Here, we can perform a few simple operations within a sandbox just to get a feel for how these code components work, but since this code doesn’t live within a greater project, like it might when I’m able to edit on my own machine, we’re a bit limited by what CodePen can perform.
On a technical scale, using a geopolitical view is essentially a singular purpose feature, changing nothing but the user’s view of a specific region. There is not a lot of outside functionality except for the specific use cases we outlined, but this also makes it very simple to implement.
The best way to begin this part is by following the instructions to get started using the latest version of the SDK for Web, V5, and accessing via CDN. You can do this via the “Display a Vector Map” tutorial. When you’re done, you can resume with the rest of this section.
We are going to borrow a few lines of code from the “Code” tab view shown both on the Geopolitical example on our website and on Codepen. If you’ve explored that, the following should look familiar:
And that’s actually all you need. I’ve highlighted a couple of lines, because these are the most important in determining which political view you interact with, and where your map centers when you launch it.
Setting the center and locationData index at  will use the view ‘IL’, aka Israel. This will give us the following:
This is the Israeli-specific view which shows Israel’s and Gaza’s names at different weights and styles of font, and at the current zoom does not indicate the West Bank. Bordering is easily seen between greater Israel and this area, indicated by the blue.
By changing geopoliticalView: locationData.id to geopoliticalView: locationData.id, we can implement a different geopolitical view (that of Morrocco); by leaving the center in Israel, we can now see the Unified map view. You will see the similar font weights appear for Palestine as in the images earlier in the article:
This shows us the difference between each unified view at a time and allows you greater freedom to change them around or incorporate as needed.
Creating an environment where users are able to experience locally-minded map views is well within your grasp as a developer. The geopolitical views example makes it easy to import code showing different border situations for main disputed territories across the world.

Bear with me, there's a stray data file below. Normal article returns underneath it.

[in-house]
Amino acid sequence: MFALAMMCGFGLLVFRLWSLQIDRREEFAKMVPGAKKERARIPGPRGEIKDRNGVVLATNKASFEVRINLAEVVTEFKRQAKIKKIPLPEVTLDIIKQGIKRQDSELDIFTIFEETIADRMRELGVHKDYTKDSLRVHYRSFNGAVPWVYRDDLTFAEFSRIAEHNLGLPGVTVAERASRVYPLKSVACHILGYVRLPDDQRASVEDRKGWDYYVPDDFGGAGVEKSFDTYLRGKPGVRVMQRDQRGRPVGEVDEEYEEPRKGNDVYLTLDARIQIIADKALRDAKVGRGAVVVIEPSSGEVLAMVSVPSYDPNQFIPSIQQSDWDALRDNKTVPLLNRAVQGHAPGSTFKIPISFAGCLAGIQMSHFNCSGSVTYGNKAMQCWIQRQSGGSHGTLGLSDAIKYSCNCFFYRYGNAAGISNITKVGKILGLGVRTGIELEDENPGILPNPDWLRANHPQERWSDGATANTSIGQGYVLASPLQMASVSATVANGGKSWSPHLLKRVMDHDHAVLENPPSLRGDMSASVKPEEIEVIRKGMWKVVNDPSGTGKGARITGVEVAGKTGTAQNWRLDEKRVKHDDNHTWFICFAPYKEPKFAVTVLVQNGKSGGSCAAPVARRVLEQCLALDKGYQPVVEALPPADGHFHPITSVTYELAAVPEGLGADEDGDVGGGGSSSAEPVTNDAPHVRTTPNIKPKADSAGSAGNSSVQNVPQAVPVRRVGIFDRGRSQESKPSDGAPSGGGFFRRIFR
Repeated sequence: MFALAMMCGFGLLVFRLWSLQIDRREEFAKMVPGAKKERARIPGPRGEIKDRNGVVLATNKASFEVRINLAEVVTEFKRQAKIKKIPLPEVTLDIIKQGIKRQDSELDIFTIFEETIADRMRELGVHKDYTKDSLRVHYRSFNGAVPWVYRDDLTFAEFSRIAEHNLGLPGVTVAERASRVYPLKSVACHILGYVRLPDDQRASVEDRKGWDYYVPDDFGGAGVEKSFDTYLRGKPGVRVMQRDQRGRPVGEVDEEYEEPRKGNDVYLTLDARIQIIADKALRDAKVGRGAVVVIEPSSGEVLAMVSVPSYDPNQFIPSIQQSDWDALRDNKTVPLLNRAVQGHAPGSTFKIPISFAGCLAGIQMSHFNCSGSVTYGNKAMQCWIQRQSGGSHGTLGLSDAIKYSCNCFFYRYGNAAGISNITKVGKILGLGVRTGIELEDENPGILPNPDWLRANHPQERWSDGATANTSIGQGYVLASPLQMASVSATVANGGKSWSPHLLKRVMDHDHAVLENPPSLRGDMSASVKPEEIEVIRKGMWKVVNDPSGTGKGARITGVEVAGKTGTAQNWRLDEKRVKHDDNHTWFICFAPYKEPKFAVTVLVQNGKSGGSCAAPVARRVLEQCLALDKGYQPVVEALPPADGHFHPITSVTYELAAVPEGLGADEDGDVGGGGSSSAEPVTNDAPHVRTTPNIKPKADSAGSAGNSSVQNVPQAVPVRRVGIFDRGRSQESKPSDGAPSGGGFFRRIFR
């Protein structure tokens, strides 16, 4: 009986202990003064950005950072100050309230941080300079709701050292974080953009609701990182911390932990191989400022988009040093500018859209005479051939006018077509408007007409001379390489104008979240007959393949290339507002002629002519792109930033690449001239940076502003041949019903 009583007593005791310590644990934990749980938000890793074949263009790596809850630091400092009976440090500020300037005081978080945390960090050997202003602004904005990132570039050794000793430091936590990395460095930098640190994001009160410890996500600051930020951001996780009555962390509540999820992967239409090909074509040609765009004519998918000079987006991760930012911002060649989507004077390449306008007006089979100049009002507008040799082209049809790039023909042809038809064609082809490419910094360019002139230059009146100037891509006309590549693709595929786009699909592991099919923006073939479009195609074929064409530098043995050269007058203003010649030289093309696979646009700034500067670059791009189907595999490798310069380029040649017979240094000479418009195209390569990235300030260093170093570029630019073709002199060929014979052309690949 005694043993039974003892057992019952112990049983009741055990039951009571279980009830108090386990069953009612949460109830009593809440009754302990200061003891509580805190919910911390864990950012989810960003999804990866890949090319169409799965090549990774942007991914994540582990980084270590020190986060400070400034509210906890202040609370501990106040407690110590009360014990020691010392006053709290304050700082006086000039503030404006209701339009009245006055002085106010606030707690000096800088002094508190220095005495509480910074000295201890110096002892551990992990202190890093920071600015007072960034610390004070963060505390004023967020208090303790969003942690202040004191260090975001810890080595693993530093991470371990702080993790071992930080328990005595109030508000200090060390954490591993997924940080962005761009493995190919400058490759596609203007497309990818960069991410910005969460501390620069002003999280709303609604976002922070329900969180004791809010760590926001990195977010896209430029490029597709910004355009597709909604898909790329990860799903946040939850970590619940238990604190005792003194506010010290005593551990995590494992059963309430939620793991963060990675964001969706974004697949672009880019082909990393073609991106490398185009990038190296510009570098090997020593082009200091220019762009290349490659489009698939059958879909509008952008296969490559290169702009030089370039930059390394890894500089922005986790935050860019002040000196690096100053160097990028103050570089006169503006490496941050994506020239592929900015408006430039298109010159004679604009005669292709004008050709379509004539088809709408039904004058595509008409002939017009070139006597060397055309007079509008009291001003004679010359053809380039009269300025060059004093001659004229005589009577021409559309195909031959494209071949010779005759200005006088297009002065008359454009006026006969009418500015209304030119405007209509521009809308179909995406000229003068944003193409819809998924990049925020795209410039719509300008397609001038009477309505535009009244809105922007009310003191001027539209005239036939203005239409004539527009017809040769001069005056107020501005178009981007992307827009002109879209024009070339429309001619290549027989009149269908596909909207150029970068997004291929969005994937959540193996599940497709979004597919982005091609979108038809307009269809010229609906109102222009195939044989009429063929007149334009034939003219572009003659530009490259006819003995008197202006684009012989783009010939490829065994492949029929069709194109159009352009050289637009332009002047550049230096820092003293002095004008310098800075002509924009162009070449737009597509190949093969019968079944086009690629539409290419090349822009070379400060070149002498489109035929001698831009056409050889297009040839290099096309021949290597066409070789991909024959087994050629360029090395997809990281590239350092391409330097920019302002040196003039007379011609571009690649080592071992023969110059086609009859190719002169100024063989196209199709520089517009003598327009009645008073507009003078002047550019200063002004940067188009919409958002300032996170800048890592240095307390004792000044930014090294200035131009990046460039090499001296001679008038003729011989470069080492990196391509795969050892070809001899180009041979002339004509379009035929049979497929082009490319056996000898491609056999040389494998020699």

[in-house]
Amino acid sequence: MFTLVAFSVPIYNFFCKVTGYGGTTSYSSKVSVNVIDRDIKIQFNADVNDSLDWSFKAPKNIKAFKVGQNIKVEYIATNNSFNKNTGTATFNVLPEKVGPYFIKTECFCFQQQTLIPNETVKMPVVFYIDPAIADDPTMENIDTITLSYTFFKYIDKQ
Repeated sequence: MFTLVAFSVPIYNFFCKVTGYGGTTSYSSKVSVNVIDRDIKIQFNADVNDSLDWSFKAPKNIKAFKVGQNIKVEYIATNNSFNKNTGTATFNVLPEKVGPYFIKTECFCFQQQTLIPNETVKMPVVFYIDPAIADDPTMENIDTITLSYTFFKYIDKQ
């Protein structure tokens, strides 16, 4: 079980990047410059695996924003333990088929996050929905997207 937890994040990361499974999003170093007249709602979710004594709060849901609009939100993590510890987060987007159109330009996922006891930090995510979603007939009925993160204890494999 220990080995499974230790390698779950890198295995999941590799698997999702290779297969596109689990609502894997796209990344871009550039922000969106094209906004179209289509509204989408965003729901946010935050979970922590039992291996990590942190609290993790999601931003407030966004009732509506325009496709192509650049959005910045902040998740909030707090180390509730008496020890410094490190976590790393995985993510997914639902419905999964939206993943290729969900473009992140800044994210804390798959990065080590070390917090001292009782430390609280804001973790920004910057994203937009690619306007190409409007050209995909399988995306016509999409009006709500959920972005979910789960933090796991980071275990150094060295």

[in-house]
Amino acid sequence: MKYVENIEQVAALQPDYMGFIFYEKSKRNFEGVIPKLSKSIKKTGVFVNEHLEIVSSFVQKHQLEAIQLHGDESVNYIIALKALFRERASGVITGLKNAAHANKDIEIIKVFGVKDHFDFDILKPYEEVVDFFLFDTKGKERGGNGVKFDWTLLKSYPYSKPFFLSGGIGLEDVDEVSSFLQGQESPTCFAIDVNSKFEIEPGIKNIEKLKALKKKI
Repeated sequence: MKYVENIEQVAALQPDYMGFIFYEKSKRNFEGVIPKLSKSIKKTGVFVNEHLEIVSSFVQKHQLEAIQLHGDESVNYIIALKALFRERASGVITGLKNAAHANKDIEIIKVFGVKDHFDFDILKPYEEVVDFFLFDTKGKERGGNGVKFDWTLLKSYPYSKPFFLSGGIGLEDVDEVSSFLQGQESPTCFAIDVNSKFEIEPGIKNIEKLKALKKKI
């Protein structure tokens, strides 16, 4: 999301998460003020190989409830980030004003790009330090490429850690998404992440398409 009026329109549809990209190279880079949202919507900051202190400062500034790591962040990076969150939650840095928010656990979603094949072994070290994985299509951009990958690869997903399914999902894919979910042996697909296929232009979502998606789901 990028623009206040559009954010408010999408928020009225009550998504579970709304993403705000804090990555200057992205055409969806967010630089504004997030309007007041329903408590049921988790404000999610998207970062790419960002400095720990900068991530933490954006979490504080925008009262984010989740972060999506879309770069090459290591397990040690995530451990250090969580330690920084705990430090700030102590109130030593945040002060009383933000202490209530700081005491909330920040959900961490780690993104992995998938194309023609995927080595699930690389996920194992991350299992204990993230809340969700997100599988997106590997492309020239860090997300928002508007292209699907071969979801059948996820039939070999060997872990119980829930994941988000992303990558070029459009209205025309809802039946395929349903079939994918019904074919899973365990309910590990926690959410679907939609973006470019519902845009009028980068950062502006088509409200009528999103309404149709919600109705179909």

Establishing and implementing “Unified” maps is often a double-edged sword. Often, Unified maps are established with the well-intention of growing general knowledge of national boundary lines for travelers, students, and the rest of the public who might view maps of a given area for any reason. However, cultural-political situations change rapidly and involve issues deeper than font-size designations, dashed lines, and name placement.
Cultural tensions in places such as Israel and India already existed before many of the Western countries we know today; these conflicts aren’t new – and while they’ve evolved over time, for many of the people for whom they still have a real and present impact on, they’re not best represented by a temporary border line, a blank space, or a gap in a map.
Giving developers – digital mapmakers—the option to preserve the geopolitical views of the locality they look to map seeks to establish and preserve a new relationship between local cultures and the age of online mapping. This is an area that has recently been fraught with infighting and misunderstandings of the real purpose of making maps – to connect people to the places they wish to learn about.
If developers can have access to easy ways to integrate more than one view of one boundary, digital mapping can prove to have an open door for to a greater theme of what it means to develop ethically- and with a mind toward greater social empathy for communities around the world.
At the end of the day, developing with maps perhaps shouldn’t be about asking cultures to conform to a set of parameters to make mapping easier, but rather using the tools we have to best represent an area for the purposes of a project that serve and respect its community.